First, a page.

Understanding Guaranteed Maximum Price Contracts

By Lynn Pearcey, MBA, Copywriter, AIA Contract Documents

January 13, 2023

A Guaranteed Maximum Price Contract (GMP) limits the amount an owner must pay a contractor. No matter the actual cost the contractor incurs, under a GMP the owner only pays the agreed-upon amount. Whether you’re an owner or a contractor reviewing potential opportunities where this agreement is being discussed, understanding the inner workings of a GMP is important.

 The contractor perspective

 For contractors, a GMP comes with inherent risks. Keep in mind you’re only getting paid for the work performed … not the additional costs that you may incur.  Missed deadlines, hidden expenses, costly delays … all those things and any associated costs, fall at your feet. This makes having an accurate estimating system and effectively managing resources a necessity.

While GMPs can be daunting for contractors, there are benefits. First, those with a history of using these contracts can attract owners. This is because the risk-reward factor weighs in the owner’s favor. Second, banks like GMPs. This makes capital procurement, a challenge for some contractors, easy. From the lenders’ view, there’s no financial uncertainty or cost ambiguity. This is especially appealing as banks make their profits from the repayment of loans.

Next, the incentive to finish on-time increases as contractors don’t want the burden of overages adversely impacting their profits. One final note to consider is that when contractors finish ahead of schedule, it bolsters their resumes. Owners like these types of results and it puts the contractor in a prime position for future projects.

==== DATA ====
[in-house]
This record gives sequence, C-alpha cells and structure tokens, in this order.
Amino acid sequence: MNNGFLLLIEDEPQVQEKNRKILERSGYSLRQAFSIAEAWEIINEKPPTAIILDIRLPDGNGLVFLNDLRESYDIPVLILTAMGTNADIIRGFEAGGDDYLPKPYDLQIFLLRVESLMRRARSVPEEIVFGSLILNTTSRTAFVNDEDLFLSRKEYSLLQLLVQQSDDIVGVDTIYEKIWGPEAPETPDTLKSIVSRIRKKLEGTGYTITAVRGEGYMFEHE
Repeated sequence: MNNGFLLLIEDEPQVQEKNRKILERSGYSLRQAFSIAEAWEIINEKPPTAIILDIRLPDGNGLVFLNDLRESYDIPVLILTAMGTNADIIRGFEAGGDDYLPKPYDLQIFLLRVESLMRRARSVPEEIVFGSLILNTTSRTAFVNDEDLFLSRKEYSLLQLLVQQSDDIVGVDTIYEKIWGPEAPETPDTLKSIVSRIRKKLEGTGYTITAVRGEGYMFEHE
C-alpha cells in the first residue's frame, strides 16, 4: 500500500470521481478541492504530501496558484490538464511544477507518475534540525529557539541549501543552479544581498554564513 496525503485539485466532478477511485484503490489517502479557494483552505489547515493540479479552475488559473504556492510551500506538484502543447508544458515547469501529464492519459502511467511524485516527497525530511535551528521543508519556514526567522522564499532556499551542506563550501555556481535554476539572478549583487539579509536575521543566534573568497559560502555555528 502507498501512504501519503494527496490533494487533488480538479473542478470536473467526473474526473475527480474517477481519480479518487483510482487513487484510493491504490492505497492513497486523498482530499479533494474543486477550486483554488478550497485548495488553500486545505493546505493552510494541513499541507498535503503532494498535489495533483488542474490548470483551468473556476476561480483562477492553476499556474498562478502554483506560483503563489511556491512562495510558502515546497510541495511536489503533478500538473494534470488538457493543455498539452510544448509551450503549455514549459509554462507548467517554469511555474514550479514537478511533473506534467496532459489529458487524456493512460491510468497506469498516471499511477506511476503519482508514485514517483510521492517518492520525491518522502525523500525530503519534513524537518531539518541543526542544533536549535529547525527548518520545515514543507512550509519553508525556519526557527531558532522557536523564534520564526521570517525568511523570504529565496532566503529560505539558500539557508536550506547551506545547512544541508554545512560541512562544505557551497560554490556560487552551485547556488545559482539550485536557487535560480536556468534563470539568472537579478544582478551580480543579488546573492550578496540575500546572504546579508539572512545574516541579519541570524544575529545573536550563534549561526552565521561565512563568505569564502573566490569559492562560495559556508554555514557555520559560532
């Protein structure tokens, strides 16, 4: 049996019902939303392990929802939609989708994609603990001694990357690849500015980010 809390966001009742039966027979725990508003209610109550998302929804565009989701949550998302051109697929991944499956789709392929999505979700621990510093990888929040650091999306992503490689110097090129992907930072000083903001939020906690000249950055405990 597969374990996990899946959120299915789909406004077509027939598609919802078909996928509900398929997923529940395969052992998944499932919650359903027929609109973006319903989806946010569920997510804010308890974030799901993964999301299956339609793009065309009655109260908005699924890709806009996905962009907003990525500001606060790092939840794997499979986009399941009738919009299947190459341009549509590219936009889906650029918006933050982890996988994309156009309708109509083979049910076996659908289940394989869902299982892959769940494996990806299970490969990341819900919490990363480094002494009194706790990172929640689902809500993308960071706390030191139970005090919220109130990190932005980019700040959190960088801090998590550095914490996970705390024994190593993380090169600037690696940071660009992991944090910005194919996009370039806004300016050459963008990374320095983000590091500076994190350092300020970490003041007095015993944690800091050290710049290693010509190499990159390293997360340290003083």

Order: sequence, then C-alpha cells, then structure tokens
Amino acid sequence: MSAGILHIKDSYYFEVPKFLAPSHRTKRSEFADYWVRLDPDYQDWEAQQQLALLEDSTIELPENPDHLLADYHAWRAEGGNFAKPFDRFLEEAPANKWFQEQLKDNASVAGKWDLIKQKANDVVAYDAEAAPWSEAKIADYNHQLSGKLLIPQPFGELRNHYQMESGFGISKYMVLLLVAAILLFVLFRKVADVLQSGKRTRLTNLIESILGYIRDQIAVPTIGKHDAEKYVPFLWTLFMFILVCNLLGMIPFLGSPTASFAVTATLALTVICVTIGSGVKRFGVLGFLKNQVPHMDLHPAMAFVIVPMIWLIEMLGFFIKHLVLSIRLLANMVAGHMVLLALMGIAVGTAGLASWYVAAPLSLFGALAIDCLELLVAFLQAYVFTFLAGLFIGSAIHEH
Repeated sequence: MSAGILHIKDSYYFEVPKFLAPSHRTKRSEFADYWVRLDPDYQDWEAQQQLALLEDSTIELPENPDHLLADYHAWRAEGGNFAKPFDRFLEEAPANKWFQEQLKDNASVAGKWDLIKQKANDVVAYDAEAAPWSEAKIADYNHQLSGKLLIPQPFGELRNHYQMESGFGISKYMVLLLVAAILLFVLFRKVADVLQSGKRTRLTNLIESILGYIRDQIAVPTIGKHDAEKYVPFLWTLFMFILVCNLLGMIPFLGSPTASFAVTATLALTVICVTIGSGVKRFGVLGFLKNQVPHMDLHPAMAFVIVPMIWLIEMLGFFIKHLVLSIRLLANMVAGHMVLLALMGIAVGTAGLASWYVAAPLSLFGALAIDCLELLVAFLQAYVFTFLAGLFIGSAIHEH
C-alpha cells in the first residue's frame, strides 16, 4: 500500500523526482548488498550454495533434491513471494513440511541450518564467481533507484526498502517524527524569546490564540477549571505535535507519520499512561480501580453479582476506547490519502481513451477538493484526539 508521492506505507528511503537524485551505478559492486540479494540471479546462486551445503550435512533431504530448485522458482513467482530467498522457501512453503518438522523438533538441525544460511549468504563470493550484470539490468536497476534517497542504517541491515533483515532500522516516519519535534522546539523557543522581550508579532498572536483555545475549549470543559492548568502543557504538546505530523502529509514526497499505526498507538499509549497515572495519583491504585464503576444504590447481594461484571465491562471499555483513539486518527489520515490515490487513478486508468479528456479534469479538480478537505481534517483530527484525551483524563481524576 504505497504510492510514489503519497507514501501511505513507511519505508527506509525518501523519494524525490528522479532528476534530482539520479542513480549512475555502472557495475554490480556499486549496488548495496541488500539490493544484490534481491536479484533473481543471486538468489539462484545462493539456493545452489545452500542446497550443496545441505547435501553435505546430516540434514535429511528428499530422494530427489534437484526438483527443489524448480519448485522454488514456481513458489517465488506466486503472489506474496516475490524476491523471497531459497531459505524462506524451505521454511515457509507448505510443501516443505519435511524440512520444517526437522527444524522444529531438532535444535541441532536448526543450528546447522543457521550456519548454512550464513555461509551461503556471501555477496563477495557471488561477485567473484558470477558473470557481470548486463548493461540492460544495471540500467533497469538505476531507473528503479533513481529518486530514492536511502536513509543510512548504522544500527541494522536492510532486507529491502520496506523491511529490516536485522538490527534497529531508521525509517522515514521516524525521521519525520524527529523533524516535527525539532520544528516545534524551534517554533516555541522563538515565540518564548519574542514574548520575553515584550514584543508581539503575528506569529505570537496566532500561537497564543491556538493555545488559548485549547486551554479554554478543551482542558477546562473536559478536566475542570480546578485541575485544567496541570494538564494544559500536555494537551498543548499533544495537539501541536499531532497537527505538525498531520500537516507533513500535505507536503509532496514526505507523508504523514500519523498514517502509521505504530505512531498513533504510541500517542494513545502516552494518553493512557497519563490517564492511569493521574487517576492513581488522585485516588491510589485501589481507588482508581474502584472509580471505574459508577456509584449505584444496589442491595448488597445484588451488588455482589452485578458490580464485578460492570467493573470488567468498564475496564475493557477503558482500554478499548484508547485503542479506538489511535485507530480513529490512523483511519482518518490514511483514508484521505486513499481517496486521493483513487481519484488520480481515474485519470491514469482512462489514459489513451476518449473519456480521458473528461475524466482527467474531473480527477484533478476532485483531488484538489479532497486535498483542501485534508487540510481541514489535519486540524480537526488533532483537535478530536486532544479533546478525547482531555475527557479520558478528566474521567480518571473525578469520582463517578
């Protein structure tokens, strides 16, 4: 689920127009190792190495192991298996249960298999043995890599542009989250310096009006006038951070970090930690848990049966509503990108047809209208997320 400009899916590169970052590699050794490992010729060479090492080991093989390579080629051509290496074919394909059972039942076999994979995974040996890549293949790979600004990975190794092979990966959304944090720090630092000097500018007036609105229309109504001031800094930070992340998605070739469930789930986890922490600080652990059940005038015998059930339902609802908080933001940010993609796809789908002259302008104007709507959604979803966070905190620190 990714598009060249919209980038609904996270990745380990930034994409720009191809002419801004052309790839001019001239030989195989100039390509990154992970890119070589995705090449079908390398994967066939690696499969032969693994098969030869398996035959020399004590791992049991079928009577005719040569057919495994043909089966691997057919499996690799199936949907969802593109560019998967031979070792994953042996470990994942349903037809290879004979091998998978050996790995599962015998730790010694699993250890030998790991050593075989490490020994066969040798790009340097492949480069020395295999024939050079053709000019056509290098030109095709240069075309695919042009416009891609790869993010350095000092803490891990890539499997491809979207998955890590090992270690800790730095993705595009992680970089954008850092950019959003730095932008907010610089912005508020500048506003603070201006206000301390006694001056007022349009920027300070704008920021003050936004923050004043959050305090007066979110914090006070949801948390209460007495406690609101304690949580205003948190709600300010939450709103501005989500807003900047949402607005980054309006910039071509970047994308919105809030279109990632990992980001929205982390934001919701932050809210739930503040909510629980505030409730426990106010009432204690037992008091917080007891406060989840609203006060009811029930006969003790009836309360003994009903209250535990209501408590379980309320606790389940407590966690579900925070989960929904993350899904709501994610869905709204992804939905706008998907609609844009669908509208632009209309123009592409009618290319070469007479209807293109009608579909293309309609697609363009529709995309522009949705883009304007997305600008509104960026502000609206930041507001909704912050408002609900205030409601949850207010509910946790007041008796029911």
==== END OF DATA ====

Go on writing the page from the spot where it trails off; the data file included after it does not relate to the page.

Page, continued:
The owner perspective

 The primary benefits for owners under a GMP contract are reduced risks and cost savings. Costs go down considerably as contractors tend to work more efficiently to keep from incurring additional expenses. This translates into savings for the owner. Another benefit for owners comes in reporting. GMP contracts typically contain strict reporting guidelines, stating that the contractor must keep the owner apprised of cost expenditures.

Owners benefit from GMPs, but it’s imperative that anyone looking to take this route go forward with eyes wide open. The one-sidedness of the agreement means that some contractors may cut corners, and use low-quality materials and low-cost subcontractors. Even with reporting in place to offset these things, spotting anomalies before the contract is executed protects owner interests.


If you’re a contractor, remember to be honest and transparent about where your business stands operationally. Review your history of projects, how they were completed, the percentage of times budgets were exceeded, and other cost variables. Be thorough in your reviews because assumptions come with costs and can potentially eat away at your hard-earned profits.

When you’re done, ask yourself if you’re ready to handle this type of contract. If the answer is yes, move forward when an opportunity presents itself. If the opposite is true, proceed with caution and revisit GMP projects when your business can support them.

If you’re an owner, due diligence is also required as anything less places you in a position of facing unfavorable results down the road. Properly vet your contractor options, ask pointed questions, and check references before signing on the dotted line.

Remember, a GMP contract is an extremely powerful construction document and when used properly, both owners and contractors stand to reap rewards.

AIA Contract Documents has provided this article for general informational purposes only. The information provided is not legal opinion or legal advice and does not create an attorney-client relationship of any kind. This article is also not intended to provide guidance as to how project parties should interpret their specific contracts or resolve contract disputes, as those decisions will need to be made in consultation with legal counsel, insurance counsel, and other professionals, and based upon a multitude of factors.